And I finally get to the third and final book in the Lady Lazarus series. Unlike the first two reviews, where I avoided spoilers for the book I was discussing, here there will be, as this is the final book in the series and I have things to say regarding the ending.
Also, this review will be more general, and not as divided into sections, as there won’t be too much for me to say regarding the characters and setting that’s new to this book. So, let’s begin. There’s a war on.
When last we left Magda, she had done a great deal of damage to Hitler, but cleverly (both on her part and on the part of the author) left him alive. Magda to prevent the demon Asmodel from being able to take a new host, and Michele Lang to keep history more or less intact.
In Rebel Angels, we travel further east, to Azerbaijan and the USSR, where Magda hopes to find the Heaven Sapphire, an ancient and powerful gem connected to the book of Raziel that could give her the power needed to defeat Asmodel and finally end Hitler and the war. And of course, both the Germans and the Russians want to get their hands on it.
But first Magda and Raziel, newly married, get the chance to spend one relaxing night together–only to be attacked. Here we see how Magda’s magical ability has grown; the process of dying and coming back is much easier, and she is able to bind and kill a powerful demoness without too much struggle.
After concocting a clever escape plan that involved an elaborate wedding party to which all manner of magical creature is invited, the pair escape (Magda’s little sister Gisele is being protected in England at this point).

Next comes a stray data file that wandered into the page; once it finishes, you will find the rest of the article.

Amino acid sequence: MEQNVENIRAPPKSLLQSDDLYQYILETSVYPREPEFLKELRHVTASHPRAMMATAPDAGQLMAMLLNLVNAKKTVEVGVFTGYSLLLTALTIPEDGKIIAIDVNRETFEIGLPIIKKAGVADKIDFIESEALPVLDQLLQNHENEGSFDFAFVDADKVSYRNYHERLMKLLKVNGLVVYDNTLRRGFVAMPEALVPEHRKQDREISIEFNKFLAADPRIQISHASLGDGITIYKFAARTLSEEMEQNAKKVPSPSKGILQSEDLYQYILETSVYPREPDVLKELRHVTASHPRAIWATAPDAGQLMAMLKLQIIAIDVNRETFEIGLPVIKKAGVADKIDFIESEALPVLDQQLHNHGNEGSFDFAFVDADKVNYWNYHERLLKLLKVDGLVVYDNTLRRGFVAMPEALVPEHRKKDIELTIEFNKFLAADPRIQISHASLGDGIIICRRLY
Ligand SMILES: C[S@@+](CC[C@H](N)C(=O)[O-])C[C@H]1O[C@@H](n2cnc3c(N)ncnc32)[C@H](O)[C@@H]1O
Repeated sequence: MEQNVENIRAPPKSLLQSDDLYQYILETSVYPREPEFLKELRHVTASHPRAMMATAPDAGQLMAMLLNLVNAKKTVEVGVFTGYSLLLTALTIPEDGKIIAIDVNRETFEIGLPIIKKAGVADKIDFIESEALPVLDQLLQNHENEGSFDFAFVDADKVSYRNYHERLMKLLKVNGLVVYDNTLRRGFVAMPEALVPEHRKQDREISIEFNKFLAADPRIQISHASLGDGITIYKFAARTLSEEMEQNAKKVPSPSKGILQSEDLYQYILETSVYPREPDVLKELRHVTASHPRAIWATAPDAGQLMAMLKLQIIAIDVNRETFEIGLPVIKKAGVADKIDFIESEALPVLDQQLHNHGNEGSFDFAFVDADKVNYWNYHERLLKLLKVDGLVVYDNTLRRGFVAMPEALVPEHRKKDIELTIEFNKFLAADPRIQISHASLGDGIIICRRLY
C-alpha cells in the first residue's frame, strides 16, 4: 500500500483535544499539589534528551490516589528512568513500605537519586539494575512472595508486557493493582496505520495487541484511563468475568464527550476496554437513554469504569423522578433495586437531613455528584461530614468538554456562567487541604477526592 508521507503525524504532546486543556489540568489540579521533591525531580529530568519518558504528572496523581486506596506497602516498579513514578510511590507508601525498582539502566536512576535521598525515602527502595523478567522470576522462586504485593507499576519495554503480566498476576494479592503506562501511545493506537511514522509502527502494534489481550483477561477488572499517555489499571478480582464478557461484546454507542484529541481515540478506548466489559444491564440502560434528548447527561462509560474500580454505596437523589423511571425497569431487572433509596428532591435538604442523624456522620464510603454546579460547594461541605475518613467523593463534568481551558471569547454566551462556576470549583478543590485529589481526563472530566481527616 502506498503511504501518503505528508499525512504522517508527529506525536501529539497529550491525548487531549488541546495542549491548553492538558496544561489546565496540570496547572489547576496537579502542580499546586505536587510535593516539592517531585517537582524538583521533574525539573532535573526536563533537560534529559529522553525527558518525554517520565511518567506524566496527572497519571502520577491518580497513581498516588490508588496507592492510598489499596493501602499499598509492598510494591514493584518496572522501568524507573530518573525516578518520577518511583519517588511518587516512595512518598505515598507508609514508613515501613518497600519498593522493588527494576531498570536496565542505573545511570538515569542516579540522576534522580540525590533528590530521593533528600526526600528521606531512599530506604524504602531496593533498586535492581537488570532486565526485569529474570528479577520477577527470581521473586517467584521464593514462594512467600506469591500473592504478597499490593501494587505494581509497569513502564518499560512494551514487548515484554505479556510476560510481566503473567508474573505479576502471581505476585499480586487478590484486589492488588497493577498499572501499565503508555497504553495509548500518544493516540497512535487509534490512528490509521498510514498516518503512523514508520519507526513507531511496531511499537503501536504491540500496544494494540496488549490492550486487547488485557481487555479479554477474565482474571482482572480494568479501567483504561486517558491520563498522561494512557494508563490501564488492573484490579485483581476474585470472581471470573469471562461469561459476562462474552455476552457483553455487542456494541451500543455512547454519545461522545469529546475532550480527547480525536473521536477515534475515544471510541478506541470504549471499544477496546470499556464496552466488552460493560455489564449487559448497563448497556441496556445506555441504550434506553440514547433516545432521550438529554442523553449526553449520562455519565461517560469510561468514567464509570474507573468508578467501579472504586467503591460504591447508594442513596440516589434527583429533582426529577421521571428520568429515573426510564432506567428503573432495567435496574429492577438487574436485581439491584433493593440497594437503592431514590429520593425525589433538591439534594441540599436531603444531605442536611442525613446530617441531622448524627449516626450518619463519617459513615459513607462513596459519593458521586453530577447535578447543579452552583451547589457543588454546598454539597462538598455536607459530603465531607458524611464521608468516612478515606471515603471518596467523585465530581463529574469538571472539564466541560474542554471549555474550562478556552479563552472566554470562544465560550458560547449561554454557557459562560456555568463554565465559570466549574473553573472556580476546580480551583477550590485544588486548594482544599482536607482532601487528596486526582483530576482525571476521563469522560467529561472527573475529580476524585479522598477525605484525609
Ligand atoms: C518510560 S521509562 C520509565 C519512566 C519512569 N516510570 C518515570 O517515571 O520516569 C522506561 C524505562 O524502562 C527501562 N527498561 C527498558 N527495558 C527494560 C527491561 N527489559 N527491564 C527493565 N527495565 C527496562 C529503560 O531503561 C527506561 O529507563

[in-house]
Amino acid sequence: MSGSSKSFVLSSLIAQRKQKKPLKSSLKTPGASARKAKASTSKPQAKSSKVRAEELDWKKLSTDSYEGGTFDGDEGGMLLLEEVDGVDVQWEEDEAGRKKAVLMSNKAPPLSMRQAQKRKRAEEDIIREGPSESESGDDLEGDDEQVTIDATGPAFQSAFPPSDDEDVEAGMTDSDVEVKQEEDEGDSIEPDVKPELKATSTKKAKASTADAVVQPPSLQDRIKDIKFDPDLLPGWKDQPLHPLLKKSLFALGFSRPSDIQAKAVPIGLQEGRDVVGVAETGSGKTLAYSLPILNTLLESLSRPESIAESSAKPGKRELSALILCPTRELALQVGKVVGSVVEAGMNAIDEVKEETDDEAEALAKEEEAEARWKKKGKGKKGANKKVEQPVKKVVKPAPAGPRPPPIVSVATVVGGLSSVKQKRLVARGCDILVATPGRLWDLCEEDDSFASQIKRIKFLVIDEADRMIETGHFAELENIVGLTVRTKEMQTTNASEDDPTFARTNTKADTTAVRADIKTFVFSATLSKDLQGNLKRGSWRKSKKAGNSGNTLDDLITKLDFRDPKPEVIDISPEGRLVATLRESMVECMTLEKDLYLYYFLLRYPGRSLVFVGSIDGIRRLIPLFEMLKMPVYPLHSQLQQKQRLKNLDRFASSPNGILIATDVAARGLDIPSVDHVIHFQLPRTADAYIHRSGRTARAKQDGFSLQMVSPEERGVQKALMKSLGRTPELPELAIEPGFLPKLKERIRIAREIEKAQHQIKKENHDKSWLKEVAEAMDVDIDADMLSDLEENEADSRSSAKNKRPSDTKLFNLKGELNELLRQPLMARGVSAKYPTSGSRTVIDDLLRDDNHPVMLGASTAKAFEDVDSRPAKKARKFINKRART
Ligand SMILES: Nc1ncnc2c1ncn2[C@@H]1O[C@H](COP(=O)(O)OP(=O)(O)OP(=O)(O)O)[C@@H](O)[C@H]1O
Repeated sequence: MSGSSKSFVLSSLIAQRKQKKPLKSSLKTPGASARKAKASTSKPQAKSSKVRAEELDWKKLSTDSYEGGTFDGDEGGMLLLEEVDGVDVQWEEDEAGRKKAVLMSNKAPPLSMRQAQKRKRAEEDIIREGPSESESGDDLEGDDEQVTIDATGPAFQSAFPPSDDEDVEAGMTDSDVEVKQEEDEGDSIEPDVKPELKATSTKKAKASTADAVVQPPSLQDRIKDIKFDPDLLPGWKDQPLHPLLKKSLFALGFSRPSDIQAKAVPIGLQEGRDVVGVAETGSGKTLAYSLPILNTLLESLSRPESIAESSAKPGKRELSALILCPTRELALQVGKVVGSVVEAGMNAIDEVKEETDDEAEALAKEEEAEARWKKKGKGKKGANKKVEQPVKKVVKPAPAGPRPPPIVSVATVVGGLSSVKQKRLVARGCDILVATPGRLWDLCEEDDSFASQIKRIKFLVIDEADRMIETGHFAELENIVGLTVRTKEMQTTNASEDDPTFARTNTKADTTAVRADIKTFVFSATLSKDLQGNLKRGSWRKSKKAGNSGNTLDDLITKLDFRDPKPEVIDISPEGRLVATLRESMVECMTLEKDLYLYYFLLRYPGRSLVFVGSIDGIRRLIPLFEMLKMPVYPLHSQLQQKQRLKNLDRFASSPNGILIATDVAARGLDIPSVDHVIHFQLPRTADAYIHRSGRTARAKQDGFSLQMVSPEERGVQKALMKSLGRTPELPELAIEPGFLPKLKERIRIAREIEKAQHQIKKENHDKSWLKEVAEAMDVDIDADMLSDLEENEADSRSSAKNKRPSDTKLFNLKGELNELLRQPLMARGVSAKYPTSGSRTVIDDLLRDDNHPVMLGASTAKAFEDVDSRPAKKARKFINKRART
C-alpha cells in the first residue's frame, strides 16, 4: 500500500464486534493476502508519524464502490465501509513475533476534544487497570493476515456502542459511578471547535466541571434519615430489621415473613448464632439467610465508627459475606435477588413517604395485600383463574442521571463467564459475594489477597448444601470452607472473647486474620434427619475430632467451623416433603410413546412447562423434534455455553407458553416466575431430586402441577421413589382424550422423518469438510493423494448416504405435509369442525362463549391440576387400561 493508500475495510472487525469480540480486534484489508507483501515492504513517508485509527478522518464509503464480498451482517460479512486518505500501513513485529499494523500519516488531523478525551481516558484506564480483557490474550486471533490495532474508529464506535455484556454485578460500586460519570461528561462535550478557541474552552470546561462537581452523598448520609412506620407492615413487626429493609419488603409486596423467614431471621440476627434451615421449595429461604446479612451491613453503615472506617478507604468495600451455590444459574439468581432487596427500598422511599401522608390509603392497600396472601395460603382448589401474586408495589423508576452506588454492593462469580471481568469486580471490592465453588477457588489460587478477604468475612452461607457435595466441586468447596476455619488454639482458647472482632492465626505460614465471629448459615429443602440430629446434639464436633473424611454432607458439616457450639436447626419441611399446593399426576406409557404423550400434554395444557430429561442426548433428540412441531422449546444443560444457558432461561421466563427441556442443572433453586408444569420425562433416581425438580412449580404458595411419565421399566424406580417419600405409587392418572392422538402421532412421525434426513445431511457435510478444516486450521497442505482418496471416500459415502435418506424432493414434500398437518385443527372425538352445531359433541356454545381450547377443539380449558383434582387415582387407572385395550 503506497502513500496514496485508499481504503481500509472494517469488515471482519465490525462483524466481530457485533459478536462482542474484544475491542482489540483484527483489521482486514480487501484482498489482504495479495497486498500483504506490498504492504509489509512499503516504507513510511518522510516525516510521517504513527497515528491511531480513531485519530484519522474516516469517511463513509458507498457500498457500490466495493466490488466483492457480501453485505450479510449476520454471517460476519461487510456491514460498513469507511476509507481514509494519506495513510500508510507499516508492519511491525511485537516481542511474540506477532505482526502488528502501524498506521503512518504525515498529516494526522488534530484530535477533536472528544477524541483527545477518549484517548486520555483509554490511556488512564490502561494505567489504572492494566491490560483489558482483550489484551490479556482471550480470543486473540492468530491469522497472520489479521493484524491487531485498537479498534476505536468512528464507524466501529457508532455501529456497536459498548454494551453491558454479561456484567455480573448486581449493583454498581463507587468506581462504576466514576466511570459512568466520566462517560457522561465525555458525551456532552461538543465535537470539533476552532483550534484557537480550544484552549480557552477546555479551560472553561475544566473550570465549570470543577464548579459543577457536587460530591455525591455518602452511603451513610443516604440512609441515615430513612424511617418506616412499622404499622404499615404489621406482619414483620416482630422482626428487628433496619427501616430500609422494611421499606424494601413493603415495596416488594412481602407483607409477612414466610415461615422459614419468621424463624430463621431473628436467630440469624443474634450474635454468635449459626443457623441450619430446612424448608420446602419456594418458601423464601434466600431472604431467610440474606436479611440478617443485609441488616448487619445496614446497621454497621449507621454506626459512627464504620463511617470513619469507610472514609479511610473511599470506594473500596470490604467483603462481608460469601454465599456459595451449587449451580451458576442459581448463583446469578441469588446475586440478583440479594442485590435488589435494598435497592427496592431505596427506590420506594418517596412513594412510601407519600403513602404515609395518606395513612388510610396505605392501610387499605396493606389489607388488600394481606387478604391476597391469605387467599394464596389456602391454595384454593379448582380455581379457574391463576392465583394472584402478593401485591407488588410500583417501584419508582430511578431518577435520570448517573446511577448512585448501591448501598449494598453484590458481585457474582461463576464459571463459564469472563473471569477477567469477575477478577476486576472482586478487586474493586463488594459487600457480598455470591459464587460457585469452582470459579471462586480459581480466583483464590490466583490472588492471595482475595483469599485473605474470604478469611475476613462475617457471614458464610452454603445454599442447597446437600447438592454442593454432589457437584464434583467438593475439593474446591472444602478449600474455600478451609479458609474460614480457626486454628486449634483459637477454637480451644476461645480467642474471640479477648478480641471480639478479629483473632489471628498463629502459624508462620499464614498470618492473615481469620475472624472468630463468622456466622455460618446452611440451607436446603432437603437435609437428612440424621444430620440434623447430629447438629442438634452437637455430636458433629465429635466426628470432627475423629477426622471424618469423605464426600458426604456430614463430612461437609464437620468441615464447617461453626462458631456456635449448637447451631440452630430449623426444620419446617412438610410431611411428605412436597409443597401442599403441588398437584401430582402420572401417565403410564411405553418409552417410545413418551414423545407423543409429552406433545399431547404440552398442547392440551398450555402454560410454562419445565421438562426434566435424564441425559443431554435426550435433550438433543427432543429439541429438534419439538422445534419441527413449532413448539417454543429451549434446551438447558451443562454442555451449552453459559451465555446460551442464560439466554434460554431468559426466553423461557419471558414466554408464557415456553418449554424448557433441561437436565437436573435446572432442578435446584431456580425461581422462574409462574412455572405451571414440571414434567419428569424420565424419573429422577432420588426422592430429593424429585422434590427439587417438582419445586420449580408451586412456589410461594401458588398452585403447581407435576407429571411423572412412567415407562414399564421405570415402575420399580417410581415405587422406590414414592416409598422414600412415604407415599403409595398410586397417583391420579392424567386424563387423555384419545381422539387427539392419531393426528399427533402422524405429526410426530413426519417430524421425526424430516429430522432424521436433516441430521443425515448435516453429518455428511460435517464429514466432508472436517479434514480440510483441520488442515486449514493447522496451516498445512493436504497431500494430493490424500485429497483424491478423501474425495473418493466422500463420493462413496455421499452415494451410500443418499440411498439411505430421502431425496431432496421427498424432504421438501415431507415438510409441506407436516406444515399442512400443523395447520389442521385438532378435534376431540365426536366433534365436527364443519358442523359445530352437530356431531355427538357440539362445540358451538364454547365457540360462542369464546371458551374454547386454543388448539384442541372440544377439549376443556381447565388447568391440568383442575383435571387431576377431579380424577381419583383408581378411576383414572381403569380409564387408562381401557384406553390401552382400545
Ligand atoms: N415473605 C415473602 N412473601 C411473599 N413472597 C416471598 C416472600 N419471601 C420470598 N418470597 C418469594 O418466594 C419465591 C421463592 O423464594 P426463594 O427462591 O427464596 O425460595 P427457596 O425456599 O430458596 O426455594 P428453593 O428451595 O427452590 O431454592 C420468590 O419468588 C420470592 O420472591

Here we are reunited with the character of Ziyad, who briefly appeared in the first book, and he is still working to protect his people from Stalin and the USSR. He reluctantly agrees to guide our heroes. He has at the same time changed and the same, being more confident but still as driven toward his goal, and he goes with Magda and Raziel despite knowing it could end very badly for him.
Once we get into Soviet territory things get really interesting. As was briefly mentioned in the earlier books, the communists were vehemently anti-magic, and worked on developing technology to counteract magic. And as such, they come after Magda and the other local magic users.
From the time they arrive they are regularly hounded by Soviet forces from the sinister Institute, making an already difficult task more troublesome. Magda and Raziel also have to contend with distrusting locals and a general lack of precise information on the Sapphire’s location.